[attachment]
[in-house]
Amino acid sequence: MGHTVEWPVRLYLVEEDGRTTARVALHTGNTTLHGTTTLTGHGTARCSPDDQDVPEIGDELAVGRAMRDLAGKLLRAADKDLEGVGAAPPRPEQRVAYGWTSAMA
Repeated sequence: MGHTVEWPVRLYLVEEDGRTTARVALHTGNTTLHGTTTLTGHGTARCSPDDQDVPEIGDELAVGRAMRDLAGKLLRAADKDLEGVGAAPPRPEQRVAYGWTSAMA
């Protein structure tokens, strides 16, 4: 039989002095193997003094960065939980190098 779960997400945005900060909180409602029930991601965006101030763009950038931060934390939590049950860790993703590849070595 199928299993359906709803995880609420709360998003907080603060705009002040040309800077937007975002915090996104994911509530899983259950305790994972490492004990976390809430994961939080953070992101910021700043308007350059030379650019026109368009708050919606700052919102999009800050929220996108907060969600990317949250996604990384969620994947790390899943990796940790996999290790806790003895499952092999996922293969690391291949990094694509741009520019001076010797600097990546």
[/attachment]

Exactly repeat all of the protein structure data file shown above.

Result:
[in-house]
Amino acid sequence: MGHTVEWPVRLYLVEEDGRTTARVALHTGNTTLHGTTTLTGHGTARCSPDDQDVPEIGDELAVGRAMRDLAGKLLRAADKDLEGVGAAPPRPEQRVAYGWTSAMA
Repeated sequence: MGHTVEWPVRLYLVEEDGRTTARVALHTGNTTLHGTTTLTGHGTARCSPDDQDVPEIGDELAVGRAMRDLAGKLLRAADKDLEGVGAAPPRPEQRVAYGWTSAMA
């Protein structure tokens, strides 16, 4: 039989002095193997003094960065939980190098 779960997400945005900060909180409602029930991601965006101030763009950038931060934390939590049950860790993703590849070595 199928299993359906709803995880609420709360998003907080603060705009002040040309800077937007975002915090996104994911509530899983259950305790994972490492004990976390809430994961939080953070992101910021700043308007350059030379650019026109368009708050919606700052919102999009800050929220996108907060969600990317949250996604990384969620994947790390899943990796940790996999290790806790003895499952092999996922293969690391291949990094694509741009520019001076010797600097990546």